Tuesday, June 18, 2002

Mitford lives in 'Mountain'


Jan Karon's much-loved series carries on in familiar style

By Ann Hicks, ahicks@enquirer.com
The Cincinnati Enquirer

        So what are you doing these days? It's a question the Rev. Timothy Kavanagh hears often, and he hates it.

        Of course, the retired Episcopal priest of Lord's Chapel in Mitford has been busy. He can't say no to anyone.

        He spends endless hours raising funds for the children's hospital; works on his now picture-perfect lawn (and the lawn of the former rectory, next door); helps out the new mayor; and fills in at pulpits near his fictitious hometown nestled in the North Carolina mountains.

BOOKS
    In This Mountain
   By Jan Karon
   Viking; $25.95; 382 pages
        Yet something is missing in his life; he is restless.

        In This Mountain, Jan Karon's entertaining seventh novel in her much-loved Mitford series, begins two years after Father Tim served as interim minister at a small parish on Whitecap Island along the Atlantic coast, the story told in book five, A New Song (Penguin USA; $12.95 paperback).

        The diabetic, nearly 70-year-old Father Tim is neglecting his diet and exercise regimen and has postponed his biannual checkup. When he steps on his glucometer and puts off replacing it, you can see it coming from a mile away: He is headed for disaster.

        It is a particularly dark period in Father Tim's life. Weeks in the hospital. Months of rest at home. Exhaustion. Depression. Self-loathing. Prayer. He says he's “as useless as moss on a stump.”

        As in all of the Mitford books, dozens of characters and subplots pop in and out of the story.

        Joe Ivey, the barber, and Fancy Skinner, who runs a unisex hair salon, are locked in a price war. The Main Street Grill has a new menu; you can get a taco salad now, but no more grilled pimento cheese sandwiches.

        Bill Watson tries his darnedest to make Father Tim laugh at one of his many jokes.

        The wealthy, despicable Edith Mallory is as conniving as ever in her attempts to woo Father Tim, and no one in Mitford dislikes this woman more than the reverend. Emma Newland, his former church secretary, is after him to get with it and buy a laptop.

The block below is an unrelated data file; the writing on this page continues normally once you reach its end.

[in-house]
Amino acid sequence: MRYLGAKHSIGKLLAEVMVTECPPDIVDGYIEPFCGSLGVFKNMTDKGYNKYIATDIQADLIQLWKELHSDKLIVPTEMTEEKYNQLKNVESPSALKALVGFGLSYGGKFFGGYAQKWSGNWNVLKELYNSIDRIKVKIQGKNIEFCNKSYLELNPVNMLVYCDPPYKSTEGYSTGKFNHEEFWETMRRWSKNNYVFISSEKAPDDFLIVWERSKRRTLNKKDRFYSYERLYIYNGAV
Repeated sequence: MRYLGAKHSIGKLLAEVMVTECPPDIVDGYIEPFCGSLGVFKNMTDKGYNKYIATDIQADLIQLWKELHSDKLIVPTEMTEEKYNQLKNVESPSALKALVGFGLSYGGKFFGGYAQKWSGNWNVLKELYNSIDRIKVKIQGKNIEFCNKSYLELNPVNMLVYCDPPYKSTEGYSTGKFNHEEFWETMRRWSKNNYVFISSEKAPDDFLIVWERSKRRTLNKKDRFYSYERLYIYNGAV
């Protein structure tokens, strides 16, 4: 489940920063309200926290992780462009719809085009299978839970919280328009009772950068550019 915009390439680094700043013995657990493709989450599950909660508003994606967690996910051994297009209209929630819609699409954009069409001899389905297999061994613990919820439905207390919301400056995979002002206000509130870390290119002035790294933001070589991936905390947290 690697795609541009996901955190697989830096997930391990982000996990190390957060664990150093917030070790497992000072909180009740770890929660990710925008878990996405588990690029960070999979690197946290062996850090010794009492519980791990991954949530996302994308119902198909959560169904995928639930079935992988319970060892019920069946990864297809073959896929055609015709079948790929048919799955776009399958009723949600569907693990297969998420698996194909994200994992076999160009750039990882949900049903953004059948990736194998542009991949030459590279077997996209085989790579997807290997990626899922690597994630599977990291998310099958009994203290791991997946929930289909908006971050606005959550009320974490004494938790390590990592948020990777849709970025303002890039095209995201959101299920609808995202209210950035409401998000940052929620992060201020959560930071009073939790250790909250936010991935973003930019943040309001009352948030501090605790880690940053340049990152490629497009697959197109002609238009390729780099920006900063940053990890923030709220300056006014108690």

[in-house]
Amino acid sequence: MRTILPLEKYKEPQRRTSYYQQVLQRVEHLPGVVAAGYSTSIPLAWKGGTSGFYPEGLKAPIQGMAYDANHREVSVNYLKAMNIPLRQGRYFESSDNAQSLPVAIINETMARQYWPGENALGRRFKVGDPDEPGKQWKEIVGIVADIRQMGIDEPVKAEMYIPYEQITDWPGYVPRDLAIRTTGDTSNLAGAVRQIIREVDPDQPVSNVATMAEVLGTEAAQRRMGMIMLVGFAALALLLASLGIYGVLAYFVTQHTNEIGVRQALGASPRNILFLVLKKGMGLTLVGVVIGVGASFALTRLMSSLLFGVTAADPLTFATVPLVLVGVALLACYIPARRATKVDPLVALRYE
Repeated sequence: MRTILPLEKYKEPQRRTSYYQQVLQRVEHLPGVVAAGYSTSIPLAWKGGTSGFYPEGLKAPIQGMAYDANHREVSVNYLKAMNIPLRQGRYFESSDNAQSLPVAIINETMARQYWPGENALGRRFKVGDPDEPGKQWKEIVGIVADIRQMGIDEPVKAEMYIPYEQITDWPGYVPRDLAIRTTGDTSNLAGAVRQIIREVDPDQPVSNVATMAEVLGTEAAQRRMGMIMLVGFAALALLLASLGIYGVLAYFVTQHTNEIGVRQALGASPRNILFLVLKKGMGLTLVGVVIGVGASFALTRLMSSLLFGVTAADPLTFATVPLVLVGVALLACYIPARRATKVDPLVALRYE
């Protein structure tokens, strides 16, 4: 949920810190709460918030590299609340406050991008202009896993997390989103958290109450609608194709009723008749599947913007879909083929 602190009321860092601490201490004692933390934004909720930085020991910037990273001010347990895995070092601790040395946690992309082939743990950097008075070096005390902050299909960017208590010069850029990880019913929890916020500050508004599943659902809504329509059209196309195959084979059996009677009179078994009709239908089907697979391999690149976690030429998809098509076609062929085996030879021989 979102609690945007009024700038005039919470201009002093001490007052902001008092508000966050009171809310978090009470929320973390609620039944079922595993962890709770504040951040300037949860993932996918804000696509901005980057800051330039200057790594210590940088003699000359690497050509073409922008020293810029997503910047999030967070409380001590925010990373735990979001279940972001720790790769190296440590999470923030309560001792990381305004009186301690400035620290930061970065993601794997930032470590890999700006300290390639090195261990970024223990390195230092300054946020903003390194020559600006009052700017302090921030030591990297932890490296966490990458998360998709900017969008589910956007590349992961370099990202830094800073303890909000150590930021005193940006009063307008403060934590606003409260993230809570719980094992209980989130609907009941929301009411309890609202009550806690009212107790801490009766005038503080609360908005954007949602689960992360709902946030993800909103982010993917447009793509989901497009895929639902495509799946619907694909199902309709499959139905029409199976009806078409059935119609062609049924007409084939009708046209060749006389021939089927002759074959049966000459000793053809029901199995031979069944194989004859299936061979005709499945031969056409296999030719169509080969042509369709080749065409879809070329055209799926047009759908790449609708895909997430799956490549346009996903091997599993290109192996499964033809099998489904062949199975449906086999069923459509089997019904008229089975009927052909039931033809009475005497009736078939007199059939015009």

The “Man in the Attic,” George Gaynor, is released from prison and headed to Mitford. (A jewel thief, he had hidden out in the attic of Lord's Chapel eight years earlier and turned himself in during a Sunday service.)

        Father Tim's beloved wife, Cynthia, a children's book illustrator, is to be awarded a prestigious medal for her work and has been invited on a two-week coast-to-coast author tour.

        The search grows warmer for one of adopted son Dooley's missing siblings. Dooley's fascination with the lovely Lace Turner cools off.

        The Kavanaghs' housekeeper, Puny Guthrie, and her twins Sissy and Sassy, are still crazy about their Granpaw. (And Puny lets her favorite employer know she is craving sweet pickles and ice cream in the middle of the night.) Father Tim's 71-year-old bishop and best friend is determined to build a cathedral. The Methodists have a new minister — a woman!

        You get the picture. There is never a dull moment in Mitford. In This Mountain is as warm and amusing as all Ms. Karon's other books. No sex. No violence. Very few naughty words. A charming slice of life in small-town America. A quick read, too. And it doesn't matter if you haven't read the other Mitford books. Each one stands on its own.

        Gradually, things begin to turn around for Father Tim, thanks be to God. Prayer, obviously central to his life, is more important than ever in this book. While filling in for his successor at Lord's Chapel one Sunday, his sermon especially touches everyone in the congregation — this reader, too.

        It's a proud moment when Father Tim sends an e-mail without Emma's help. Alleluia! We know he's going to be OK.

       



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